I pass swiftly to the question of the quality of coal and merchants' complaints. There is a perfectly well-known and perfectly well-worked scheme for dealing with complaints about quality. If one buys an article, of whatever nature, that does not come up to one's expectations, the normal thing to do with it is to take it back to the shop and to say, "This is a bad article. Take it back." One can do exactly the same thing with coal—take it back to the coal merchant.
Coal merchants, through an arrangement that the Federation of Coal Merchants has with the National Coal Board, are perfectly prepared to take up with the Board the question of the quality of coal it has supplied, and the Board is 1869 glad to receive properly authenticated and genuine instances of bad quality coal sent out from its pits, so that the Board can trace and verify any examples of carelessness or laxness in the preparation of the coal it sends out.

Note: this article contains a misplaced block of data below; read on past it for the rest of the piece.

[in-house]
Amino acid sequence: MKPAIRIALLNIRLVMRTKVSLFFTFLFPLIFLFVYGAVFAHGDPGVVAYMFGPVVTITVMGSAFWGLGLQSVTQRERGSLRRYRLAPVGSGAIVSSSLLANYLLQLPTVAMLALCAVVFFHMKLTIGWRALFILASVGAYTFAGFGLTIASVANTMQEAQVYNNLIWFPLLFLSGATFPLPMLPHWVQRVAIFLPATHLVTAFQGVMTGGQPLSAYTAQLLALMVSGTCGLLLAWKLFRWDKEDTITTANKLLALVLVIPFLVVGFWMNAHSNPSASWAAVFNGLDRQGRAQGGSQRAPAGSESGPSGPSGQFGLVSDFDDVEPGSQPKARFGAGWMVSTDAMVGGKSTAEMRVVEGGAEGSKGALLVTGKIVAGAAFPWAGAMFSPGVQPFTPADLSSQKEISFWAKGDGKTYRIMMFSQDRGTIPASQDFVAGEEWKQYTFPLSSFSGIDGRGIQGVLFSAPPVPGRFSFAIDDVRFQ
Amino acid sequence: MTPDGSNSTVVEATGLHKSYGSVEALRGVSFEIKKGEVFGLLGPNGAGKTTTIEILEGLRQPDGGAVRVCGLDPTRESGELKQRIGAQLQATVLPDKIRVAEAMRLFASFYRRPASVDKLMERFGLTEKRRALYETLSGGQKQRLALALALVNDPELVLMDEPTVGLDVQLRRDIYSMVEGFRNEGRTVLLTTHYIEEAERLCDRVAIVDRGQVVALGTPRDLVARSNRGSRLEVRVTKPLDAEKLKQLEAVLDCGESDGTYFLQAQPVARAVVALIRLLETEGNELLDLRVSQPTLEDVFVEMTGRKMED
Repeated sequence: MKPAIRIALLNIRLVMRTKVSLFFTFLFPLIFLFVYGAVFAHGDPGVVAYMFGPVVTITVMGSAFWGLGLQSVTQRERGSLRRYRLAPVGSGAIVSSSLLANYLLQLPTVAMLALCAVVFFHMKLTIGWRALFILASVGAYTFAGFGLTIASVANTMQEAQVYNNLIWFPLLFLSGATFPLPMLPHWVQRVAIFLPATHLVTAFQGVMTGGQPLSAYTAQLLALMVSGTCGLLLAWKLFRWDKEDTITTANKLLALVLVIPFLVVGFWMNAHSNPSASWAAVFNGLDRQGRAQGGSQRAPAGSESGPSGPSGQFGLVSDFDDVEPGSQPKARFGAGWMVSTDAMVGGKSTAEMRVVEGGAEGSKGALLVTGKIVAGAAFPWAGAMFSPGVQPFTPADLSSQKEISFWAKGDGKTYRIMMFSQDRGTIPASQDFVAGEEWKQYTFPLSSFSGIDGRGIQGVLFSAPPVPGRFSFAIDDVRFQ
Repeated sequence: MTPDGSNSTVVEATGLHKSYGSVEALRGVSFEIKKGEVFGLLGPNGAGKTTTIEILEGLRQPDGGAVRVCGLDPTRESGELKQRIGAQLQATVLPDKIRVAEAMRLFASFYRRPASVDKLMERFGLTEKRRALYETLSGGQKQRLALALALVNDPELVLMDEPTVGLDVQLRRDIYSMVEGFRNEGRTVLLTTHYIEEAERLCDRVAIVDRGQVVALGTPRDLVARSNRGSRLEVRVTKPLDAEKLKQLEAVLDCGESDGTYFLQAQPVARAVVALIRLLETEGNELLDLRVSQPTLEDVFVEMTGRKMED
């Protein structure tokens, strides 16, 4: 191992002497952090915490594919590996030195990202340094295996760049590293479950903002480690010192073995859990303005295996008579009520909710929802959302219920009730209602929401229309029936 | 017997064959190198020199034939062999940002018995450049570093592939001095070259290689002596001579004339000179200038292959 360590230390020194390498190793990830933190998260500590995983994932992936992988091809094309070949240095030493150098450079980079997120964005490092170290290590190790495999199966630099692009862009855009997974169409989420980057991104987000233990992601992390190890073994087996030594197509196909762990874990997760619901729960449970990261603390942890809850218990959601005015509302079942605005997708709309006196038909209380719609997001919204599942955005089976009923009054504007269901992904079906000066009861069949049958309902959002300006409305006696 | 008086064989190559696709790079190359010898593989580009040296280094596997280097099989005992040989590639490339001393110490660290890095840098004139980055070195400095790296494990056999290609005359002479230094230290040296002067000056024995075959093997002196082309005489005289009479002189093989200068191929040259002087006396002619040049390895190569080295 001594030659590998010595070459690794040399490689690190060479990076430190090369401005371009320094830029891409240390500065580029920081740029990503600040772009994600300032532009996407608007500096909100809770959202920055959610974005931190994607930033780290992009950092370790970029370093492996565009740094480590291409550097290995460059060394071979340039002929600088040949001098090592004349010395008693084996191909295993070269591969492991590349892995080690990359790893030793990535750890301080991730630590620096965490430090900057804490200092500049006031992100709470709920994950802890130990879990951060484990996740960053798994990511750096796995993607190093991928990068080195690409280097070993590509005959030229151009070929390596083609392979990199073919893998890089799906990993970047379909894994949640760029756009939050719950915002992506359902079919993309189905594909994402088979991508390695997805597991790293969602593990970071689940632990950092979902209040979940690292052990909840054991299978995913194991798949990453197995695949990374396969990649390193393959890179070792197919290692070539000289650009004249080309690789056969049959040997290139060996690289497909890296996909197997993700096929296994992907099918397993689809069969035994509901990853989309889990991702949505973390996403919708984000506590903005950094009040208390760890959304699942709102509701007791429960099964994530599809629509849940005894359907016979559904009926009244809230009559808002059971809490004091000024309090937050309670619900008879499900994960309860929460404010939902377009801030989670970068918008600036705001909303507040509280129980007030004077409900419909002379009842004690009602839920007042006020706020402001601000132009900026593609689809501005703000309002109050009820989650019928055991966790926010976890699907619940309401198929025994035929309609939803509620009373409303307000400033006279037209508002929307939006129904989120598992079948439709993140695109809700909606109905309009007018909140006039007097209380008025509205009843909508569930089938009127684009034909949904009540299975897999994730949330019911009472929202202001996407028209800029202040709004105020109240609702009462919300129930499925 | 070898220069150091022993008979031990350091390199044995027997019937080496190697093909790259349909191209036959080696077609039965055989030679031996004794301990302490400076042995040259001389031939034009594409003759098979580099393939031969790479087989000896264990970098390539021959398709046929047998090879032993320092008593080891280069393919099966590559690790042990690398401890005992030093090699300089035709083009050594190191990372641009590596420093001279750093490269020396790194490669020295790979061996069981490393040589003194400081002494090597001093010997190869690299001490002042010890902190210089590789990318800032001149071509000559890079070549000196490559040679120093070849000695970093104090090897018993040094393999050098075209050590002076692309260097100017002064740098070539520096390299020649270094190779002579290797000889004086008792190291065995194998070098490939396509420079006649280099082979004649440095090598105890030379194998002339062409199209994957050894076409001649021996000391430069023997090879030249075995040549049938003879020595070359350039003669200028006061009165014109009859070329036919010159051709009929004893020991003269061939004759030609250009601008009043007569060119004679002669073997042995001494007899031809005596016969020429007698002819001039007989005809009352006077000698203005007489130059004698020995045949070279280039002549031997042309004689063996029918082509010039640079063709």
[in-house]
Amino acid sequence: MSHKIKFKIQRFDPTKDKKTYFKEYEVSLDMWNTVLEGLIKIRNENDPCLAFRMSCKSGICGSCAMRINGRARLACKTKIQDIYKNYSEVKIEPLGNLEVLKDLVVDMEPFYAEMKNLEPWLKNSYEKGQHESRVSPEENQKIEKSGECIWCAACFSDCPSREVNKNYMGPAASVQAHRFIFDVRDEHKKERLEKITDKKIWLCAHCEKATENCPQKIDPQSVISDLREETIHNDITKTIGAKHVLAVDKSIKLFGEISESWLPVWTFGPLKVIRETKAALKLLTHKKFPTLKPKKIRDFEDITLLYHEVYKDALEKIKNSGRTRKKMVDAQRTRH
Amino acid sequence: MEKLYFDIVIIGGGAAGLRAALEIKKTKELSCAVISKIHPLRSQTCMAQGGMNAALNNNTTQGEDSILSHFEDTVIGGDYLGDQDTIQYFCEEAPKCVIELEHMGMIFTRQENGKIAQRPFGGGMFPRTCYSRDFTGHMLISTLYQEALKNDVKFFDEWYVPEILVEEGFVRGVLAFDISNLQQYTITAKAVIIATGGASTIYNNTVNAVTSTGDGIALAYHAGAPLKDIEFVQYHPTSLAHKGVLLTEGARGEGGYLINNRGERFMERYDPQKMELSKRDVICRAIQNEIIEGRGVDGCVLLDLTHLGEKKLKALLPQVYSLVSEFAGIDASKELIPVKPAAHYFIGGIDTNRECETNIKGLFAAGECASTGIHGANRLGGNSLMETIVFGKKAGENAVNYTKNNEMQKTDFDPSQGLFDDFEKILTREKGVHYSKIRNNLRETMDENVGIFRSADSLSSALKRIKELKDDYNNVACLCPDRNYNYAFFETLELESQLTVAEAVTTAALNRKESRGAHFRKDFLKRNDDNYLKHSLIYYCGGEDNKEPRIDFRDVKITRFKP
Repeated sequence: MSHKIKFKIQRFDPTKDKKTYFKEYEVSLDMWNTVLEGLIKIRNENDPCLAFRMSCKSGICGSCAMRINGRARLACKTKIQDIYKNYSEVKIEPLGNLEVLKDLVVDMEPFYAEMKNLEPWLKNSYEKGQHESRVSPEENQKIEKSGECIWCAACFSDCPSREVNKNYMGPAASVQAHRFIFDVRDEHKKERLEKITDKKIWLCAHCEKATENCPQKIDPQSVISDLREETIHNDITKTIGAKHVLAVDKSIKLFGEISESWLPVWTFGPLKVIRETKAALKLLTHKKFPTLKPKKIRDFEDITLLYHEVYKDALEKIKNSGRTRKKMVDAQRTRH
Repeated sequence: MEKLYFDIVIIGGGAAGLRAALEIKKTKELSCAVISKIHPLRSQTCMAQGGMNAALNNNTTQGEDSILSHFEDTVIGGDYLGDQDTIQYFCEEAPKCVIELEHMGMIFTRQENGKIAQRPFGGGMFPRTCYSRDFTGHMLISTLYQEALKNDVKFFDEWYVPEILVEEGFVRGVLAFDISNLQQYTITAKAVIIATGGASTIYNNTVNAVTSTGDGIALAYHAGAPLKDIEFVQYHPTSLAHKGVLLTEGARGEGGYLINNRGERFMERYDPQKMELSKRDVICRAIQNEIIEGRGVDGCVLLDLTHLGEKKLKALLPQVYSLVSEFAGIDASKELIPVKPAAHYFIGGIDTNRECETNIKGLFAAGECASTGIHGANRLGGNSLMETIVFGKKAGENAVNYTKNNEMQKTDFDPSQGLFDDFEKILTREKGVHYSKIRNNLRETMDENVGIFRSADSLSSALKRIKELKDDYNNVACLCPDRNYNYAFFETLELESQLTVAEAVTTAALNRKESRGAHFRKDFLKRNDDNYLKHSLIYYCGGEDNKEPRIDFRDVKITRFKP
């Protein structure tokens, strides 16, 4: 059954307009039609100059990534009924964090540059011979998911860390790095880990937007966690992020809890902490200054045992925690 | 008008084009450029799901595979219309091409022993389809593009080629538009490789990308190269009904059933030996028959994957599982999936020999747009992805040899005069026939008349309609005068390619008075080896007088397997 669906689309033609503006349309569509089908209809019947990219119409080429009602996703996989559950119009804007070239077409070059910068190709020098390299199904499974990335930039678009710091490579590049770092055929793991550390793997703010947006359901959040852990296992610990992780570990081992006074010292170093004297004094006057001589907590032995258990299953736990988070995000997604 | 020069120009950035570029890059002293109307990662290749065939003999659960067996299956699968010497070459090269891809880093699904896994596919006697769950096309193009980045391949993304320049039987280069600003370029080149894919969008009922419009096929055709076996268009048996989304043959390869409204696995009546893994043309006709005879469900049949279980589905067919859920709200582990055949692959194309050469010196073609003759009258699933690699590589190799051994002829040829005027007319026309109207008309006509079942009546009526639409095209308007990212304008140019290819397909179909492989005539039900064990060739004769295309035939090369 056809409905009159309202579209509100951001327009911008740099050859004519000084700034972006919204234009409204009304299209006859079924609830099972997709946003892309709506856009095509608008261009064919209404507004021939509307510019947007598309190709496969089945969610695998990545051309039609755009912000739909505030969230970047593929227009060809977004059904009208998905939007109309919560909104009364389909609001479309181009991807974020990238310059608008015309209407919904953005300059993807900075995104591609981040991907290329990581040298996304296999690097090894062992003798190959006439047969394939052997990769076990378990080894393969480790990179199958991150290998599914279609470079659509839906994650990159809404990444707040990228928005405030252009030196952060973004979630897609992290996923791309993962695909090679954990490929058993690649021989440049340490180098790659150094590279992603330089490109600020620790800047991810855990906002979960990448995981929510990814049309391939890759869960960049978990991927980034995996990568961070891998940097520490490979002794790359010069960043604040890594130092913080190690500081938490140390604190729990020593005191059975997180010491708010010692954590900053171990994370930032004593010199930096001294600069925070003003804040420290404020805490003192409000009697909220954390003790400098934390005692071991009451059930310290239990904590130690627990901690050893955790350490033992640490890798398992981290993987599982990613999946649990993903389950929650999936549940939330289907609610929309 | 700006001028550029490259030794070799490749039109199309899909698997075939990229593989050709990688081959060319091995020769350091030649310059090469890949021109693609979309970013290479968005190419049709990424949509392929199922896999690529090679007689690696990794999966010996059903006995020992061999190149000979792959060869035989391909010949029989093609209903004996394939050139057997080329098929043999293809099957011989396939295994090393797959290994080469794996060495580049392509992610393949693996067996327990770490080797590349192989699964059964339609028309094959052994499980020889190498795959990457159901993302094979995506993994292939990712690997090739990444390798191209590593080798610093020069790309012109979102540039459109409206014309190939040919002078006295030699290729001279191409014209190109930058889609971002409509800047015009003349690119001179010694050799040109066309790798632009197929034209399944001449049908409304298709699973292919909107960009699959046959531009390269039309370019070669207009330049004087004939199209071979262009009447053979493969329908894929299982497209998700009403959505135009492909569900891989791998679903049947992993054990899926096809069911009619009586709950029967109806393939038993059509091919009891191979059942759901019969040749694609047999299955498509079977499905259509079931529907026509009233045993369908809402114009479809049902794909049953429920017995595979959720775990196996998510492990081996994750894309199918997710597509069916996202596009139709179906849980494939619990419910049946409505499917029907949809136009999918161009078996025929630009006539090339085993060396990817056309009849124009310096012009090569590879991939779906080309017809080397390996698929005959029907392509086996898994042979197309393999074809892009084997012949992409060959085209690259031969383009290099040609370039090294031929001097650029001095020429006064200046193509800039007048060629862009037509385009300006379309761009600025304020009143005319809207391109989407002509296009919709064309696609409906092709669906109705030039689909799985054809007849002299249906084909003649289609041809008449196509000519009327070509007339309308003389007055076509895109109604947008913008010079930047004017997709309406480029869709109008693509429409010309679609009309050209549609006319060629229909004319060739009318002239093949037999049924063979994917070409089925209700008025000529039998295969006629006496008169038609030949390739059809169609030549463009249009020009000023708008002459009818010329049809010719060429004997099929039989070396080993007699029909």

But if the householder is not satisfied we have, during the past few weeks, given him a still better opportunity, because there is only one real solution to this problem and that is to enable the consumer to change his merchant. If he is not satisfied with what one merchant supplies, let him go to another and see if he can get better service. So this year we have made it possible for consumers freely to change merchants of their own volition during the three summer months starting from May. They can do so without having to show any cause why they wish to change their merchant. That is some step towards freedom. I quite agree with my hon. Friend that that is the ultimate desire, and we have taken certain steps in that direction already.